One thing I always stress as an NYC cosmetic dentist is the importance of flossing. Now I know I sound like a broken record here, because you hear it often from dentists like me -- floss, floss, floss... But it is really important, and the truth is, most people really don't floss. (According to this study  by Crest, Oral B, and the ADA, 49 percent admit to flossing less than daily, and I personally feel that number is much higher. Of COURSE if asked, people will "say" they floss. But personally, I'd be surprised if 20 percent of people actually flossed daily.)
So I (and my colleagues) talk about flossing over and over because it's really the only way to remove plaque from in between your teeth. (When you brush, you're really only cleaning about 60 percent of your teeth -- flossing cleans the rest.)
Now, I will state here in the beginning that I DO "get it" -- flossing can be a pain in the butt. Sticking a string between your teeth is not easy, it's not really fun, and it's time consuming. I totally understand. That's why I am going to devote this blog to look at some different/alternative flossing products. I'm going to generally refrain from ranking them (save but one), because in the end, I think ALL of them are preferable to not doing anything. I will also state that for brevity's sake, I may end up posting links to some specific manufacturer's products here to show you some examples, but these should not be considered an endorsement of one company over another. It's just if I discuss an "electric flosser" or an irrigator, I want to be able to show you what one looks like. Again, no endorsement of a particular brand is implied, regardless of whose model I link to.
The first floss alternative I'll discuss is the plain old toothpick. Yes, a toothpick is useful for cleaning in between your teeth. While it doesn't do the best job, it is definitely better than nothing, and is easy to use. I won't link to a picture because I'm sure you know what a toothpick looks like.
The second one is what I would call "flossers." These are small pieces of plastic that look somewhat like the letter Y, with a piece of floss strung between them . Essentially, these can be a little easier to use than string floss, and are so small, they can fit in a pocket, purse, desk drawer, etc. They are also pretty common, and (somewhat) acceptable to use in public (it's almost like using a toothpick.)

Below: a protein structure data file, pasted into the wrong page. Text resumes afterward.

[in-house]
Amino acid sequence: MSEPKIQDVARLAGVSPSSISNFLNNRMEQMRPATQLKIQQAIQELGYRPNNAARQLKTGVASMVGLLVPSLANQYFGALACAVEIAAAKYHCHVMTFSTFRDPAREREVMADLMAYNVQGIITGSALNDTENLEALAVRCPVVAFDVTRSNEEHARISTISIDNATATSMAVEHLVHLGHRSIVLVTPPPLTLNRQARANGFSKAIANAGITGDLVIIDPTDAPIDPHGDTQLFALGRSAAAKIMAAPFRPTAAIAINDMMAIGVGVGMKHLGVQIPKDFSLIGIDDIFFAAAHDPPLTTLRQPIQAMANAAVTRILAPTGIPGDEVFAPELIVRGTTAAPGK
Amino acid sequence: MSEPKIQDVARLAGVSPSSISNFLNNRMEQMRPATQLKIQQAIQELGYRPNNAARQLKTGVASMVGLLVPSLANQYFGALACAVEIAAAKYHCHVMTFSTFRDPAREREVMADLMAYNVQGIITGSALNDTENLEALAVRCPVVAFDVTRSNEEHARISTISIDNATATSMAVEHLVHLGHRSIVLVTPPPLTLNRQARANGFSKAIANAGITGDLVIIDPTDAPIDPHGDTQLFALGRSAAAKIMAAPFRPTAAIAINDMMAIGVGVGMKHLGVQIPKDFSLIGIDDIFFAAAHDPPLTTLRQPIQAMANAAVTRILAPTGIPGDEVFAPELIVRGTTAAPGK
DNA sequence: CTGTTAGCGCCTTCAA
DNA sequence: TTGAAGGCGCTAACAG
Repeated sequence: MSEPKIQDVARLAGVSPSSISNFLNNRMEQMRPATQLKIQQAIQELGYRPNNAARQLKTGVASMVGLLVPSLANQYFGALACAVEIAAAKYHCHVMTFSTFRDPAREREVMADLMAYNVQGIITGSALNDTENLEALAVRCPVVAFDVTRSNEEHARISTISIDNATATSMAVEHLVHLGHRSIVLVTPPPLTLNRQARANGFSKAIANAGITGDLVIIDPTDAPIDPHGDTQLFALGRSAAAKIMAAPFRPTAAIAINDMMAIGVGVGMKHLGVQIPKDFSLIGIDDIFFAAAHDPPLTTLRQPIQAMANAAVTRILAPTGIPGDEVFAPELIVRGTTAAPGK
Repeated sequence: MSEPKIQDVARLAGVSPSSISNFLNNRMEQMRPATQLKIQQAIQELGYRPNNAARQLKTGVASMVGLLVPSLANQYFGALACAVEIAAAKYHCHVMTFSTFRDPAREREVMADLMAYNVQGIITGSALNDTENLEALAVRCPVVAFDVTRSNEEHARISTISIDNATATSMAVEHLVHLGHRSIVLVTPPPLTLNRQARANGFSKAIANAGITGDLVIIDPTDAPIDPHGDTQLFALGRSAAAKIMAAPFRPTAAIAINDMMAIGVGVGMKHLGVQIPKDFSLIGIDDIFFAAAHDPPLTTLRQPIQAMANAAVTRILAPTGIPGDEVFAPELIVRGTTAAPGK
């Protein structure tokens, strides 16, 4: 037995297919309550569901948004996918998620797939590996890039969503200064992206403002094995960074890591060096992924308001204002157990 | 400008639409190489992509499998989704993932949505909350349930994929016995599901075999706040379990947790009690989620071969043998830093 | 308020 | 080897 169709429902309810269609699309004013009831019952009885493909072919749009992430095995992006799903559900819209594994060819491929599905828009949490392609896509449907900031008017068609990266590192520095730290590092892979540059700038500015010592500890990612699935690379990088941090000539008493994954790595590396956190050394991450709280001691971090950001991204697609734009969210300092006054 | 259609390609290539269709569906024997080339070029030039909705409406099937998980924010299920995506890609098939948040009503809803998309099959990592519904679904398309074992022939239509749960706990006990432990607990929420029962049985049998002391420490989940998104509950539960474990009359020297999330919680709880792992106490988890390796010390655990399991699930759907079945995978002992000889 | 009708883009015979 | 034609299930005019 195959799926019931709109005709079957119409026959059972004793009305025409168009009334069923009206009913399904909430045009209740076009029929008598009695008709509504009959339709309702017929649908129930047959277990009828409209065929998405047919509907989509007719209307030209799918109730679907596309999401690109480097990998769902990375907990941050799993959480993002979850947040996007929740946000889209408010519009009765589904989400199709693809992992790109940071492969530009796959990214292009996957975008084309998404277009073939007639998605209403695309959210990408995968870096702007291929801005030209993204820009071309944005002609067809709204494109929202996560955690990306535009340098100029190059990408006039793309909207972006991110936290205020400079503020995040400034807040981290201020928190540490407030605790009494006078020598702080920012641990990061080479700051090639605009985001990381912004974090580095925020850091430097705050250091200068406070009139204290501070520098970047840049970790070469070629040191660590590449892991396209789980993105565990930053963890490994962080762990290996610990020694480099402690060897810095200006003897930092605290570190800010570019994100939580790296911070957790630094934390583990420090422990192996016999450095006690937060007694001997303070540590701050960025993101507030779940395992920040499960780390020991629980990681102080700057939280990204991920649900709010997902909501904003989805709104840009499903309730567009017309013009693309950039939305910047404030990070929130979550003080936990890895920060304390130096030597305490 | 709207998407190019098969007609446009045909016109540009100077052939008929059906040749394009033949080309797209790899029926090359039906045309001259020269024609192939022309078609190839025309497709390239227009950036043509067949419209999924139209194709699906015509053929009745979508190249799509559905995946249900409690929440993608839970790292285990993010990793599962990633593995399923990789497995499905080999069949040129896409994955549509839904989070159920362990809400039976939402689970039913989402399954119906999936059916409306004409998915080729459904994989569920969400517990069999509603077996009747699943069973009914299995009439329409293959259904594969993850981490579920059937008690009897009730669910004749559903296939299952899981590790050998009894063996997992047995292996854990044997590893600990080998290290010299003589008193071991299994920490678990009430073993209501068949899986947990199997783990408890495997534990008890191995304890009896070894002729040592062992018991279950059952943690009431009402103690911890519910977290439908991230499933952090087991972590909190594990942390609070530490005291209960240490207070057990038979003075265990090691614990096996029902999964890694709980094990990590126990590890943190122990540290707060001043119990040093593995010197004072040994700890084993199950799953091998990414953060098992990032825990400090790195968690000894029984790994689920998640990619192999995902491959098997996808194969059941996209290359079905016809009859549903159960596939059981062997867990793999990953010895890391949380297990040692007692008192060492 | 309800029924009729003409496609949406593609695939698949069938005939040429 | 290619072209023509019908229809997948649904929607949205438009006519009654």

We can take these flossers to the next level and give them a big handle . This can still fit in a purse, but since it's about the size of a toothbrush, it is probably better left in the bathroom vanity drawer. Still, many find these easier to use then regular floss. Do they do as good a job as regular floss? Well, they aren't going to get right under the gum around the back of the tooth, so probably not. But still, it's better than nothing.
Then we come to interdental brushes . These are small brushes that are meant to go in between your teeth and clean them. These little brushes are pretty nice, in my opinion. They can come in all manner of sizes and styles, but no matter which you choose, I think they do a nice job. One abstract suggests they do a better job at reducing pockets than regular floss, too, although I'm not going to come right out and say they are better than floss . Still, they are a worthy alternative, and they feel pretty good to use also.
Going a little further, you can take almost all of the above products and throw some batteries in them and create an "electric flosser" (or "power flosser"). Here's one from Oral B to give you an idea of what these look like . I personally question whether battery powered is better, but if you prefer that, the option is there for you.
Okay, lastly, we'll come to what is probably my favorite type of alternative floss, because I think it does the best overall job of the bunch, and that's water irrigation. You may know them as "water piks," but I have to point out that Water Pik® is a brand name, just like Band-Aid® is actually a brand of bandage.
Okat, back to water irrigation -- this is an electric (or battery-powered) device that shoots a concentrated stream of water through your teeth. I find them very effective in cleaning in between teeth and gums. Perhaps better than flossing itself -- I do know it's a bit more on the gentle side (provided you don't crank it to 10 right away!) Plus, you can add a (non-alcohol) mouthwash or even some peroxide to the solution for a better cleaning.
These come in all shapes and sizes, from sink-top models to handheld , and all different price points. I know people that floss AND use water irrigation, and I have to say, their teeth are pretty darn healthy.
Check that -- I will come on record and say that ANYONE who uses the above products with any regularity will have healthier teeth. Flossing is a no-brainer, and with the myriad of products out there, it should be something you do on a daily basis.
Oh okay... I can't talk about all of these products without giving a personal favorite/recommendation. Here we go: The Sonicare airfloss  -- it combines irrigation and air to give you a nice cleaning. It also has a nice tip for targeted cleaning/etc. I don't get anything by endorsing this -- it's just an opinion. But it's my opinion.
Until next time, keep smiling.
 http://us-professional.gumbrand.com/departments/floss-handles-/products/gum-flosbrush/" http://us-professional.gumbrand.com/departments/floss-handles-/products/gum-flosbrush/
 http://www.interdentalbrushes.org/" http://www.interdentalbrushes.org/
 http://www.waterpik.com/oral-health/" http://www.waterpik.com/oral-health/
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